The Source of Our Water: Madagascar
Water in Africa
- Africa, Madagascar
by Clare Sandy, Andranomena, Madagascar
In Andranomena, there is a pump that constantly spews water, rather like an open fire hydrant. We are lucky because this water is clean, clear, abundant, and constantly available right in the village. The villagers get their water from the pump in buckets. Various people drive through town and fill big jerry cans there, and a couple of local companies come to fill huge tank trucks or barrels almost daily. Neighboring villages, however, have no means to transport water other than to carry it by hand. They must use the closest water source they have, which is likely to be less clean and less convenient.
In Marofandilia, the source is a stream during the rainy season. During the dry season, the stream dries up, and people must walk to one of a series of water holes, progressively farther away, as the closer ones dry up. Finally, when the water hole that is a 15-minute walk away is used, the villagers dig a well in the dry streambed that provides water until the rains come, and the cycle begins again. The water in the ponds is very dirty, and the well water is not much better, especially at the end of the day when the level is very low from so many people getting water all day.
by Rob Roberts, St. Augustin, Madagascar
I consider myself a lucky Volunteer: I have a well 10 feet from my back door. I don't know what most other Volunteers' water situations are like, but I could imagine being a lot worse off. The water is also very clean and tastes good. It doesn't have a trace of salt in it and, considering that I live in a coastal town, that seems pretty amazing. There must be some underground freshwater system running close to the coast.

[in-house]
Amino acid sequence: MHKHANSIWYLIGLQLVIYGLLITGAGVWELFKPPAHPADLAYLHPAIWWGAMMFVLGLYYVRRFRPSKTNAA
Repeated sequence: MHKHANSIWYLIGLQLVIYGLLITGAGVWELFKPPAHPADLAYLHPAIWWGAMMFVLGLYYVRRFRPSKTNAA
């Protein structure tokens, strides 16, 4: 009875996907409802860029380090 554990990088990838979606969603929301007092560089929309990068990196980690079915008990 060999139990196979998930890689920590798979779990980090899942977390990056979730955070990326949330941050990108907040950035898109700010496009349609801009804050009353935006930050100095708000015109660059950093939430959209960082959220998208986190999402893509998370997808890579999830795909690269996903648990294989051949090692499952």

Although my well can come pretty close to running dry sometimes, the availability of water seems fairly good. There are many wells throughout town. Some people do have to walk a little bit, but no more than a quarter of a kilometer or so. There definitely isn't a lot of easily accessible water, but everyone appears to manage the situation quite well. And there is a river just a short walk away, if things get really bad. I have yet to see that dry up.
by George Ritchotte, Andranomala Nord, Madagascar
My water comes from Zahemena National Park, nearly 70,000 hectares of mid-elevation to upland rain forest, which begins just east of my village. Thanks to the forest, the peripheral communities have a dependable, abundant water supply year-round, even during the dry season and when the rains are poor. For instance, farmers in my region fared much better during last year's drought than their lowland counterparts, who are completely dependent on the rains to flood their rice fields.
Drinking water is provided by the village pumps, which also have their source in the forest. A forest stream not far from the village has been dammed. Water is piped from the dam to a concrete reservoir on the hill above the village, and from the reservoir to the pumps. The pump water is extremely clear, especially since the reservoir has been cleaned recently.
by Robin Larson Paulin, Andranofasika, Madagascar